"Here! that won't do!" he said; and none of us thought it remotely possible to withstand him. "Enough for one morning," he added, and he waved both arms with a broad scoop to motion us toward the street gate.
"Oh, father, now!" began Johnny (with no smile at all), conscious of his position as host.
"No more, to-day," said his father. "School six days a week would be about my idea."
Raymond said nothing, but drew up his mouth to one side and himself led us toward the street.
I would not seem to stress either the saliency or the significance of these incidents. I simply put them down, after many years, just as they return to my memory. Memory is sporadic; memory is capricious; memory is inconsequent, sometimes forgetting the large thing to record the little. And memory may again prove itself all these, and more, if I attempt to rescue from the past a children's party.
It was my young sister who "gave" it, as our expression was; parents in the background, providing the funds and engineering the mechanism, were not allowed greatly to count. The party was given for my sister's visitor, a little girl from some small interior town whose name (whether child's or town's) I have long since forgotten. Raymond was invited, of course;—"though he isn't very nice to us," as my sister ruefully observed; and some prompting toward fair play (as I vaguely termed it to myself) made me suggest Johnny McComas. He came.
There must have been some twenty-five of us—all that our small house would hold. There were more games than dances; and the games were largely "kissing" games: "post-office," "clap-in, clap-out," "drop the handkerchief," and such-like innocent infantilities. Some of us thought ourselves too old for this sort of thing, and would willingly have left it to the younger children; but the eager lady from next door, who was "helping," insisted that we all take part. This is the place for the Gertrudes and the Adeles, and they were there in good measure, be-bowed and be-sashed and fluttering about (or romping about) flushed and happy. And this would be pre-eminently the place for Elsie, Jehiel's granddaughter and Raymond's cousin. Elsie would naturally be, in the general scheme, my childhood sweetheart; later, my fiancee; and ultimately my wife. Such a relationship would help me, of course, to keep tab more easily on Raymond during the long course of his life. For instance, at this very party I see her doing a polka with Johnny McComas, while Raymond (who had been sent to dancing-school, but had steadfastly refused to "learn") views Johnny with a mixture of envy and contempt. A year or two later, I see Elsie seated in the twilight at the head of her grandfather's grandiose front steps, surrounded by boys of seventeen or eighteen, while Raymond, sent on some errand to his grandfather's house, picks his way through the crowd to say to himself, censoriously, in the vestibule: "Well, if I can't talk any better at that age than they do...!" Yes, Elsie would undeniably have been an aid; but she never existed, and we must dispense with her for once and for all.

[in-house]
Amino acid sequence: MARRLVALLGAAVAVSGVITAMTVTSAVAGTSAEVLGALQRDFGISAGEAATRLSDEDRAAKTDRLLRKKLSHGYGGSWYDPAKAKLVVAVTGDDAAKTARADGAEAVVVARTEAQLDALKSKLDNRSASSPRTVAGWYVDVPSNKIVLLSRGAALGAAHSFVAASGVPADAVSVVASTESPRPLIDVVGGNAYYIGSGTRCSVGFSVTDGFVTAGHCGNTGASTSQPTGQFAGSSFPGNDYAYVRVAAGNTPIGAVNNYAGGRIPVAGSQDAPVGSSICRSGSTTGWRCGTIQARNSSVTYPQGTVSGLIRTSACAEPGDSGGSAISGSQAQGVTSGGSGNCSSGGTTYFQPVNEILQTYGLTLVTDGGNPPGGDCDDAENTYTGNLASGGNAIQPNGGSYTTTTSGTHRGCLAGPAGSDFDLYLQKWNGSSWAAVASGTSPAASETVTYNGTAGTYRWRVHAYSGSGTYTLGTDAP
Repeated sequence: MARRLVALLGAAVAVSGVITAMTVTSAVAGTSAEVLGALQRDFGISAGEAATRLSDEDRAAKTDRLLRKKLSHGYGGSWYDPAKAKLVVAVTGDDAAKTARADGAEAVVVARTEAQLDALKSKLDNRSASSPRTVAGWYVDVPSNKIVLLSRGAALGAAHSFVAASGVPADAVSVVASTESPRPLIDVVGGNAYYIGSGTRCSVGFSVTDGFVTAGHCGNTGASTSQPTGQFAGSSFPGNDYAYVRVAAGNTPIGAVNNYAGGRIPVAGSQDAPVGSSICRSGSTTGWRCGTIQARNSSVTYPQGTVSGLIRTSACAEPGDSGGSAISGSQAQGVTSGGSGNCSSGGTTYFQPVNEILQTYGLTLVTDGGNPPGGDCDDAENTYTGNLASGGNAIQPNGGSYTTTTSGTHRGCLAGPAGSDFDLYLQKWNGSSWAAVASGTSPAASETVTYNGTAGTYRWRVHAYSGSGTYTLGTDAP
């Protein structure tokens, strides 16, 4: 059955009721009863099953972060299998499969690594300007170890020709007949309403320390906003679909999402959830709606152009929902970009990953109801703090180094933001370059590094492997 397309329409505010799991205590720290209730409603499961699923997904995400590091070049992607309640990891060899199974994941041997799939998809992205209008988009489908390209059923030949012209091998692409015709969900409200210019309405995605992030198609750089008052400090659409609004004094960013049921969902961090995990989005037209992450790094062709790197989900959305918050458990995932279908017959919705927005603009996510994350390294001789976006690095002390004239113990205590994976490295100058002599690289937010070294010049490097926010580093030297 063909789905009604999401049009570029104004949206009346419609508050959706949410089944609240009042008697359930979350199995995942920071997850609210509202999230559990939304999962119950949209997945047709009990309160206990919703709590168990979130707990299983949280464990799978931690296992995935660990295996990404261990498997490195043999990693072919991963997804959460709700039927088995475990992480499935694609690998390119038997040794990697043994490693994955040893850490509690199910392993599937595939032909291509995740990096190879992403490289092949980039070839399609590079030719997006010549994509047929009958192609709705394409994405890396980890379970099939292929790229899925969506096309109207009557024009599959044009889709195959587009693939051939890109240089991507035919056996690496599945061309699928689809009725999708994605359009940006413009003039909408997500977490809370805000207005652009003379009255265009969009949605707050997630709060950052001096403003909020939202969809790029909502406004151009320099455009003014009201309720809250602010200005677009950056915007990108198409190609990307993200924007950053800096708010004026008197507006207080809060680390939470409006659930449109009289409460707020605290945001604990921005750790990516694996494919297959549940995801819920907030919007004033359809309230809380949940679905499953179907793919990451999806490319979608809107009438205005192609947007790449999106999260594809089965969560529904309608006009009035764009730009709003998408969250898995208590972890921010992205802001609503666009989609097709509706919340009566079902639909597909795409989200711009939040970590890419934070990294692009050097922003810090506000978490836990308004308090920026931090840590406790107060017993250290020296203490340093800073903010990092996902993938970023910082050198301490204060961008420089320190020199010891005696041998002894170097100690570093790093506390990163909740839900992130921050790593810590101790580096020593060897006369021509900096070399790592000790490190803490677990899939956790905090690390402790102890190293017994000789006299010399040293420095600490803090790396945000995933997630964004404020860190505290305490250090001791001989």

Raymond could always make himself difficult, and he usually did so at parties. To be difficult was to be choice, and to be choice was to be desirable. Therefore he got more of the kisses than he might have got otherwise—many more, in fact, than he cared for. But on this occasion a good part of his talent for making himself difficult was reserved until refreshment time. Most of the boys and girls had paired instinctively to make a prompt raid on the dining-room table, with Johnny McComas unabashedly to the fore; but Raymond lingered behind. My mother presently found him moping alone in the parlor, where he was looking with an over-emphatic care at the pictures.
"Why, Raymond dear! Why aren't you out with the others? Don't you want anything to eat?"
No; Raymond didn't want anything.
"But you do—of course you do. Come."
Then Raymond, thus urged and escorted,—and, above all, individualized,—allowed himself to be led out to the refreshments; and, to do him justice, he ate as much and as happily as any one else. Johnny McComas, with his mouth full, and with Gertrudes and Adeles all around him, welcomed him with the high sign of jovial camaraderie.
Yes, Johnny took his full share of the ice-cream and macaroons; he got his full quota of letters from the "post-office"; the handkerchief was dropped behind him every third or fourth time, and he always caught the attentive little girl who was whisking away—if he wanted to. He even took a manful part in the dancing.
"What a good schottische!" exclaimed one of the Adeles, as the industrious lady from next door, after a final bang, withdrew her hands from the keyboard. "And how well you dance!"
"Gee!" exclaimed Johnny, with his most open-faced smile; "is that what you call it—a schottische? I never tried it before in my life!"
"Learn by doing"—such might have been the motto of the town in those early, untutored days. And Johnny McComas emphatically made this motto his own.
Raymond went into the bank; not in due course, but rather more than a year later. After seeing some of his more advanced schoolfellows depart for Eastern colleges, after indulging a year of desultory study at home, and after passing a summer and autumn among the Wisconsin lakes, he was formally claimed by Finance. There was no Franciscan ardor to clasp her close, as others have clasped Poverty and Obedience. He began his business career, as men have been recommended to begin their matrimonial career, with a slight aversion. However, his aversion never brought him any future good.